Where strange fact and stranger fiction collide
There will be an increase in H.P. Lovecraft post here at DCotU. Why? You might ask. Ratings. After about two and half years of posting blogs I get 12-20 a day hits by search engines. And 6-10 are for the post, Is the Cthulhu Mythos real? And about 3-6 hits on other Lovecraft posts. So it makes sense that the blog will become more Lovecraft-centric.
Now that doesn’t mean that I will be dropping other type of posts and stop writing about other subjects. If I have to be pigeon holed, well there are worst subjects to be associated with. I do not claim to be the Lovecraft scholar that S.T. Joshi, Robert M. Price or Sandy Peterson are, but among my peers it is pretty much assumed that I am Cthulhu Mythos expert in the group. I have also done much research on the subject and have much to say about HPL and his effect on writing and culture.
2015 has brought us many headlines due to racism, and when I write about Lovecraft I cannot shy away from his unfortunate views on non-whites. Racism in Lovecraft’s writing is almost comical. Not comical in fact that it is kind of pathetic. His description of the black boxer in Herbert West Reanimator. The use of the N-word in the name of a cat, in Rats in the wall, or the his descriptions of immigrants in The Horror at Red Hook, see ridiculously dated. But what is truly repulsive is some of his personal correspondences where he claimed lynching is better than race mixing.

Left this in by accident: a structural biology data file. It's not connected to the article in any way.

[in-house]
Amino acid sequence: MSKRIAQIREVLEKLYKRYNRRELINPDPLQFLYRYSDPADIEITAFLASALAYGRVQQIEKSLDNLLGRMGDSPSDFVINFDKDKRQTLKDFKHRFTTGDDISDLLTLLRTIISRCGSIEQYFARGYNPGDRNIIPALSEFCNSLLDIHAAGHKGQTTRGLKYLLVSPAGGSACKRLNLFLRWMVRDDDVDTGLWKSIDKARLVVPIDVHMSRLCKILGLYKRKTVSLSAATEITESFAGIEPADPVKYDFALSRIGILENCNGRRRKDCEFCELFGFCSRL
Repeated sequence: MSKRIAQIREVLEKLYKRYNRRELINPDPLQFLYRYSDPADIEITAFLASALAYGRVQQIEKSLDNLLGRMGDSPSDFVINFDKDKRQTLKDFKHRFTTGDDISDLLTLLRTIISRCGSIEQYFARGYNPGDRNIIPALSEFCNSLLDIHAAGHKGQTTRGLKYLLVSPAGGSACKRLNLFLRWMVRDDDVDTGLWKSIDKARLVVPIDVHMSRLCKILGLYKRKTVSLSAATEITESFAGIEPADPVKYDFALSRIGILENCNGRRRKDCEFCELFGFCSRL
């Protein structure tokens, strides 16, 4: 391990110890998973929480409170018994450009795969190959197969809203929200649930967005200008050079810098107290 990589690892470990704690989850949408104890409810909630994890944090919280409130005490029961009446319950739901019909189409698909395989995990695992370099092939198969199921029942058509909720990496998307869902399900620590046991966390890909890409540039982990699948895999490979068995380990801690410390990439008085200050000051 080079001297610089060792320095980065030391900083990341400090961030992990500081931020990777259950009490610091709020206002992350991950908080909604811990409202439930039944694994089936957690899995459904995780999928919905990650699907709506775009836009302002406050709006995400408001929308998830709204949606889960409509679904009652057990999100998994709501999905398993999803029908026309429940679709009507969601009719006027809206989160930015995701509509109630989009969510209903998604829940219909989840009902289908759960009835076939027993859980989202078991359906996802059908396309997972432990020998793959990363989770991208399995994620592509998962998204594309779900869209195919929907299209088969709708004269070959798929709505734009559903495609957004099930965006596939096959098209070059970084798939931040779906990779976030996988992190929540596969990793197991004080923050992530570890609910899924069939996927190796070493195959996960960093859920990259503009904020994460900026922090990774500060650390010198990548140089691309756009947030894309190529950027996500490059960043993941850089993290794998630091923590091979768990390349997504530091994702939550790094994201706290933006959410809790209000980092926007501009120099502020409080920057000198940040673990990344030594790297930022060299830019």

No matter how reprehensive I think his view were, I do not think HPL should be just pushed off in to the garbage bin of literature history. About fifteen years ago I came across an article about Gandhi, by Solomon Rushdie. I thought the article was rather unflattering but I will always remember how Rushdie explained that seeing Gandhi as a real human with flaws made him more interesting than painting picture of his as a modern saint. I in no way am comparing Lovecraft to one of the greatest men in the twentieth century. But I do feel that an artist should be venerated for his work despite his personal views, and that he should seen as human as warts and all.
The part that fascinate me the most about HPL is his effect on culture and pop culture, and that is what I want to focus on. I still think a full seven decades after his death Lovecraft is a prime factor in not only horror but also storytelling and I am looking forward to developing in deeper on his contributions.